They also said they were not aware of the government’s plan to increase the number of crop producers who were insured across the country
The Managing Director of the Nigeria Incentive-Based Risk Sharing System for Agricultural Lending, Aliyu Abdulhameed, had announced on Wednesday that the Federal Government had plans to increase the number of farmers covered under the scheme from 500,000 to 3.8 million.
However, the stakeholders, who are the target beneficiaries told SUNDAY PUNCH correspondents across the country on Friday that the attitude of the government towards the marauding herdsmen would not encourage them to embrace the scheme
The President, Nigeria Cassava Growers Association, a body that has millions of cassava farmers as members, Mr. Segun Adewumi, told one of our correspondents that the NCGA was not aware of any plan by government to provide insurance cover for farmers.
He said, “We are not aware of that. I’ve not been informed. Maybe they are in the process of informing us but as we speak right now, we have not been told anything like that.”
On what he thinks about the idea, Adewumi said, “It depends on what the insurance package is for. It may be a programme for those who take facility from NIRSAL because we are not aware of it.”
The Chairman, Lagos State chapter of the All Farmers Association of Nigeria, Chief Femi Oke, also said AFAN had not been informed about the insurance policy.
Oke added, “We are not aware of such plan for now. Increasing the number of farmers that will have insurance coverage to about 3.8 million means that more farmers will be insured and this will definitely impact positively on the activities of farmers in Nigeria.”
The owner of Special Royal Farms in Obbo-ile, in the Ekiti Local Government Area of Kwara State, Vice-Admiral Samuel Afolayan, decried the programme, saying it did not include the input of stakeholders.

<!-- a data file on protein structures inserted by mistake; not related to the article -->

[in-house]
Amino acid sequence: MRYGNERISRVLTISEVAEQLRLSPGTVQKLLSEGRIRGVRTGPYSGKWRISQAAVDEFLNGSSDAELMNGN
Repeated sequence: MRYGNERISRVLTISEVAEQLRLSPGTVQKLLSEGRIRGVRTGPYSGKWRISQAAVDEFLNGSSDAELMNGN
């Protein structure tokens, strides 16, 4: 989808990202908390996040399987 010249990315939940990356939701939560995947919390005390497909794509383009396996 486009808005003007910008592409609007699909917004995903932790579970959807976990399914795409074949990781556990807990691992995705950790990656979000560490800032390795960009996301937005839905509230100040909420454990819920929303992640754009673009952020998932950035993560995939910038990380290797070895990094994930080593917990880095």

Afolayan, who is a former Chief of Naval Staff said, “For policies and programmes to work effectively and achieve the desired objective, inputs from professionals and operators in the sector are inevitable.”
The ex-naval chief lamented that he had not received any succour or palliative from the government since his farm was burnt by herdsmen.
The Chairman, Taraba State chapter of the All Farmers Association of Nigeria, Mr. Abdulhaman Beyams, said the scheme was strange to his members
Beyams, who is also the Special Adviser to the Taraba State Governor on Farmers Relations, said most of the Federal Government policies were not properly communicated to the target people.
“I am surprised to hear that such an insurance coverage exists for farmers in the country. As a state chairman of AFAN, I am not aware of such an insurance policy for farmers,” he said.
Also, the Chairman, Taraba State chapter of the National Association of Yam Farmers, Processors and Marketers of Nigeria, Mr. Jeremiah Tyolanga, said he was not aware of the policy, but said it would be meaningless if it wouldn’t cover destruction caused by herdsmen.
Benue State chairman, All Farmers Association of Nigeria, Kulu Ohembe, confirmed knowledge of the policy but said the premium covered only the natural damages incurred on the farm and not the deliberate destructions by herdsmen.
“We are required to pay premium which will be used in the event of disasters like fire outbreak, drought, flood and other natural disasters, but not on intentional disasters,” he added.
Ohembe said his group had started negotiating with the Federal Government that the coverage should include losses incurred as a result of herdsmen attacks.
He said, “The insurance cover, as it is currently arranged, cannot solve the constant clashes between farmers and herdsmen because the losses resulting from these clashes are not natural disasters.
“We therefore appeal to the agency in charge to ensure that the issue of herdsmen and farmers’ clashes is considered as part of the losses covered by the insurance policy, especially for us in Benue that always have this problem.”